Royal Dutch Shell's $7.5 billion sale to Gazprom may have been coerced by the Russian government. Vitaliy Katsenelson looks at the Sakhalin-2 sale and examines the long-term implications if Russia disregards Western investment.
I can't say I was surprised to see that Royal Dutch Shell
The $7.5 billion question comes to mind: Did Gazprom buy a controlling stake in the Sakhalin-2 project at a fair price? It's hard to say. $7.5 billion is not chump change, but Shell didn't sell a controlling stake in the project -- which, by the way, ensured a replenishment of its dwindling oil reserves for years to come -- of its own free will. You don't have to be a genius to figure out that after that "sale" (I use that term loosely because it assumes willing participants on both sides), the environmental issues will not be issues anymore.
I'll be blunt: The Russian government manipulated its environmental/legal levers to muscle an ownership stake in the project out of Shell, possibly at a significant discount. I understand, though, that it's much easier to be sympathetic to the poor children and elderly people who are supposed to benefit from this oil money, than it is to feel sorry for a multibillion-dollar, impersonal, foreign (Dutch, to be exact) oil company.
It sounds like a Robin Hood act, taking money from the rich and giving it to the poor. And it's certainly not the first time this has happened in Russia. In 1917, on Nov. 7 (still a widely celebrated holiday in Russia), under the leadership of Mr. Lenin, the masses took from the rich and gave to ... themselves. We all know how that story ended. You cannot have government thievery be a part of the free-market system and expect the market to function normally.
The original Sakhalin deal
Eric Kraus, who runs a Nikitsky Fund, a mutual fund that invests in Russia, pointed out (PDF file) a study done by Alfa Bank Research, showing that the terms of the original Sakhalin PSA signed in the 1990s were unusually advantageous for Shell and its partners. For instance, PSAs are usually signed for 20 years. The Sakhalin deal was signed for 25 years, renewable at five-year increments at Shell's discretion, forever -- a very unusual clause. There were no caps on costs, and only after Shell was firmly in the black would Russia see anything from the project. According to Kraus, these favorable PSA terms are very uncommon. Cost overruns on the project did not help the issue, but anybody who has ever tried to do business in Russia wouldn't be surprised; the country is infested with bribe-hungry bureaucrats who make doing business there prohibitively expensive and inefficient.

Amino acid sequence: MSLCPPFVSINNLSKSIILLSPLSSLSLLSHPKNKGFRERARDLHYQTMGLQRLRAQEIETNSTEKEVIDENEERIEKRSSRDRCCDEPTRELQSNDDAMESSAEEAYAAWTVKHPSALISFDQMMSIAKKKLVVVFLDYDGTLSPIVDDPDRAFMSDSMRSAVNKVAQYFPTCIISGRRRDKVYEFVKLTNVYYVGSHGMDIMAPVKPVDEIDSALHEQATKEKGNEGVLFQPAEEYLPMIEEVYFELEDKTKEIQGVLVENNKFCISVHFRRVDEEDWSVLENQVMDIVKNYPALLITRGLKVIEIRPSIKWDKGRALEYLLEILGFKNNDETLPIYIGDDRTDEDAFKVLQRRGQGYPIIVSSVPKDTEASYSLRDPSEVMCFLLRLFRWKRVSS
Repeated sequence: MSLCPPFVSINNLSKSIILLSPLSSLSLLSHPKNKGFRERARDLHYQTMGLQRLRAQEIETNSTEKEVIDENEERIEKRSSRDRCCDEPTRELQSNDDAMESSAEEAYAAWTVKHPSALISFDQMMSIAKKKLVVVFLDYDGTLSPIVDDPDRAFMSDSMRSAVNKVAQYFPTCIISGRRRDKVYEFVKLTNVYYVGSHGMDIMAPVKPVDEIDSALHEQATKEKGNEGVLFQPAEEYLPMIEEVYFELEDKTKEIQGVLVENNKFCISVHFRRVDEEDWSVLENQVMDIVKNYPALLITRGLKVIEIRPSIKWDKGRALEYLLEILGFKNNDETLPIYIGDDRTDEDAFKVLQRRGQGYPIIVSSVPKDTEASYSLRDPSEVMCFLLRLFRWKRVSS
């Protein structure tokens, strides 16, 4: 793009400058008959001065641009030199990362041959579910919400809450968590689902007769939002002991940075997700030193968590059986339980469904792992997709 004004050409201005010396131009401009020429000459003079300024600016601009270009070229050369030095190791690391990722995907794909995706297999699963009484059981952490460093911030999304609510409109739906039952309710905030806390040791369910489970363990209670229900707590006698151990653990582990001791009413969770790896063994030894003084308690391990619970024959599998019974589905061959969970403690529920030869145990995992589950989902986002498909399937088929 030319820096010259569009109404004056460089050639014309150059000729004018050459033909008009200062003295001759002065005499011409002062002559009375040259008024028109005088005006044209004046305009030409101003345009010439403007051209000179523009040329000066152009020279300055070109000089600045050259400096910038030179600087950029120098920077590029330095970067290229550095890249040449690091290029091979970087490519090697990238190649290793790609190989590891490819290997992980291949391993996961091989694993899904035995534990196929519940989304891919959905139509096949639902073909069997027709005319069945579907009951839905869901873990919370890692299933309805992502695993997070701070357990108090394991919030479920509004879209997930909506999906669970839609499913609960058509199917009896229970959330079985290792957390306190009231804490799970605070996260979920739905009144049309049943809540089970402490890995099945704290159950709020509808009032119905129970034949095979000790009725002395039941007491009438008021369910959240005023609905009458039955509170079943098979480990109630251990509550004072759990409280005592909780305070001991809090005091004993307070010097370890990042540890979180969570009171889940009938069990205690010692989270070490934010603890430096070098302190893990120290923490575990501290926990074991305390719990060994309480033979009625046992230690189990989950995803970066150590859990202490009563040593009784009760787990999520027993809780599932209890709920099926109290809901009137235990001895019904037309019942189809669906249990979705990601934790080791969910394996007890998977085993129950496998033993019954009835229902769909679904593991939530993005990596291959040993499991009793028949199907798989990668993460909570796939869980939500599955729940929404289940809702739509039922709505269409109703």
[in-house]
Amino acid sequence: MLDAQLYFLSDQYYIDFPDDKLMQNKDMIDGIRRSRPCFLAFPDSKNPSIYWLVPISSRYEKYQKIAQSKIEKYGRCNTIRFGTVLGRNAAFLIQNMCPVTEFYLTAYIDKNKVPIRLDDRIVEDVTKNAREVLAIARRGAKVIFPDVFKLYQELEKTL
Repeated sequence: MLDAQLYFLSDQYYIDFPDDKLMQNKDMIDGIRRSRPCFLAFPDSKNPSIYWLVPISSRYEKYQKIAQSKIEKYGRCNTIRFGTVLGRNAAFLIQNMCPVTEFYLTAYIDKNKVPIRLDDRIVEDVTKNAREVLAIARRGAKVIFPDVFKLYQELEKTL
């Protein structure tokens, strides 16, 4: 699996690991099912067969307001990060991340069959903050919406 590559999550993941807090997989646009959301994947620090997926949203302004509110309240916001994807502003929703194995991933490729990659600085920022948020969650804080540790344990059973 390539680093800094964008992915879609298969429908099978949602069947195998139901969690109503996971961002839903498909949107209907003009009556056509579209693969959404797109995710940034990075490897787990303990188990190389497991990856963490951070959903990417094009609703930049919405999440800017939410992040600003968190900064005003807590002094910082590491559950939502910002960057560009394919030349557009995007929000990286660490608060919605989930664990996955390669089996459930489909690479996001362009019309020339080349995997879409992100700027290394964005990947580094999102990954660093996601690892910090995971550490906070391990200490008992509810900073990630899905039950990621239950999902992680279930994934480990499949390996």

From the current perspective of $60-a-barrel oil, it appears that Royal Dutch Shell got a great deal in the original PSA at Russia's expense. However, in the 1990s, when this deal was consummated, oil prices were much, much lower, and thus the breakeven point and risk for the project were a lot higher. Also, at the time, Russia was cash-poor; the country desperately needed foreign investment and the exploration and development know-how that comes with it. Royal Dutch Shell is one of the best in the field, and it was willing to commit billions of dollars. And unlike the sale of one of Shell's best assets to Gazprom (a public company which is 39% owned by -- and managed in the interests of -- the Russian government), nobody forced Russia to sign the original contract in the 1990s.
Who needs the West?
Mafia boss Al Capone was sent to jail not for his murderous crimes, but for tax evasion. Similarly, Mr. Putin & Co. went after Shell for "environmental" violations. However, in this case, Shell's crime is its profitability in the face of the Russian government's lust for oil money and control of natural resources. I don't know if the environmental problems were really problems or not. Every time you drill for oil or gas in the middle of a wilderness, "environmental issues" could be found. But few things in Russia are done for the sake of the environment, and this was no exception.